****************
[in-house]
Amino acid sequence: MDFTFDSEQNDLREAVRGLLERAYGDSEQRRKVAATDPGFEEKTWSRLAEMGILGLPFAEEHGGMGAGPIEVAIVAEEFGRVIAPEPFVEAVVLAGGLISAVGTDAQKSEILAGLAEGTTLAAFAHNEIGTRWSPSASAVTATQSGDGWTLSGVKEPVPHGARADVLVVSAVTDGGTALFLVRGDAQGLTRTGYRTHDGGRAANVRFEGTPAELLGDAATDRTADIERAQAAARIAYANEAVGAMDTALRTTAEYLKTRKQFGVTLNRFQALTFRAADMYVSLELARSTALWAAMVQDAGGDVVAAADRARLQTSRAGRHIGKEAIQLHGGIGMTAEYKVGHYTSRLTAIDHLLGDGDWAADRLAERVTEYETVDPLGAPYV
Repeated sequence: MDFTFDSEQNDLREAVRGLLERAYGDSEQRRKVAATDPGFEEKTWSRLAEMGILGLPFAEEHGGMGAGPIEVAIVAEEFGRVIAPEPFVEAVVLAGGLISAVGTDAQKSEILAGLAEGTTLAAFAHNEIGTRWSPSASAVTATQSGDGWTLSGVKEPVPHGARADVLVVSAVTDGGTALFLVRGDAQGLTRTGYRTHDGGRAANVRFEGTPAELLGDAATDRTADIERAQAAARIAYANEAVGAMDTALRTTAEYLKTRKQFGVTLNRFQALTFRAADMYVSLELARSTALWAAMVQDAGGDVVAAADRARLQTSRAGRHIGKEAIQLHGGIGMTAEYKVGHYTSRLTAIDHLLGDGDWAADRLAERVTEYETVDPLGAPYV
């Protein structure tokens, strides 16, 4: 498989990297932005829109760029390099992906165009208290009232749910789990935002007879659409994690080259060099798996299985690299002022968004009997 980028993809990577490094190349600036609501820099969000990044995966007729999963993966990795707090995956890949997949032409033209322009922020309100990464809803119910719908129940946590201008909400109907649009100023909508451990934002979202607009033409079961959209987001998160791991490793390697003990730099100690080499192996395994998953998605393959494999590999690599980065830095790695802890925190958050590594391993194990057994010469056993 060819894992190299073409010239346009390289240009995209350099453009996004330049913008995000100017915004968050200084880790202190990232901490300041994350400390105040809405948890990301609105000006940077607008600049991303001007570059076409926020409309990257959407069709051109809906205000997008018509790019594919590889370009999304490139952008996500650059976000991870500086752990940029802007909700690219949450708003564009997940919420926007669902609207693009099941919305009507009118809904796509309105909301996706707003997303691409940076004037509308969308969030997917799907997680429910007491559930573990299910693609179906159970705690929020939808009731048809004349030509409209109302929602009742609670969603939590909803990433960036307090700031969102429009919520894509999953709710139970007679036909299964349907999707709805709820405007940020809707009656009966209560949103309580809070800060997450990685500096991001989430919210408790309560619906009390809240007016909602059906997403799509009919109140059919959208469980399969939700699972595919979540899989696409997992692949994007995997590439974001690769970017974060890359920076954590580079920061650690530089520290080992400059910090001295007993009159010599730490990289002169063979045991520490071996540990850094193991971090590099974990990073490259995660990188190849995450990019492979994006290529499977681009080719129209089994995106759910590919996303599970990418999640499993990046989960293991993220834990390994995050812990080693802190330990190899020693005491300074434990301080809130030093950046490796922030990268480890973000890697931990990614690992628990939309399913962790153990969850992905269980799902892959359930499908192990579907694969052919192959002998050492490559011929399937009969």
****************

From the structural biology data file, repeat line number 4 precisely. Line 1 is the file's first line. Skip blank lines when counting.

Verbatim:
């Protein structure tokens, strides 16, 4: 498989990297932005829109760029390099992906165009208290009232749910789990935002007879659409994690080259060099798996299985690299002022968004009997 980028993809990577490094190349600036609501820099969000990044995966007729999963993966990795707090995956890949997949032409033209322009922020309100990464809803119910719908129940946590201008909400109907649009100023909508451990934002979202607009033409079961959209987001998160791991490793390697003990730099100690080499192996395994998953998605393959494999590999690599980065830095790695802890925190958050590594391993194990057994010469056993 060819894992190299073409010239346009390289240009995209350099453009996004330049913008995000100017915004968050200084880790202190990232901490300041994350400390105040809405948890990301609105000006940077607008600049991303001007570059076409926020409309990257959407069709051109809906205000997008018509790019594919590889370009999304490139952008996500650059976000991870500086752990940029802007909700690219949450708003564009997940919420926007669902609207693009099941919305009507009118809904796509309105909301996706707003997303691409940076004037509308969308969030997917799907997680429910007491559930573990299910693609179906159970705690929020939808009731048809004349030509409209109302929602009742609670969603939590909803990433960036307090700031969102429009919520894509999953709710139970007679036909299964349907999707709805709820405007940020809707009656009966209560949103309580809070800060997450990685500096991001989430919210408790309560619906009390809240007016909602059906997403799509009919109140059919959208469980399969939700699972595919979540899989696409997992692949994007995997590439974001690769970017974060890359920076954590580079920061650690530089520290080992400059910090001295007993009159010599730490990289002169063979045991520490071996540990850094193991971090590099974990990073490259995660990188190849995450990019492979994006290529499977681009080719129209089994995106759910590919996303599970990418999640499993990046989960293991993220834990390994995050812990080693802190330990190899020693005491300074434990301080809130030093950046490796922030990268480890973000890697931990990614690992628990939309399913962790153990969850992905269980799902892959359930499908192990579907694969052919192959002998050492490559011929399937009969």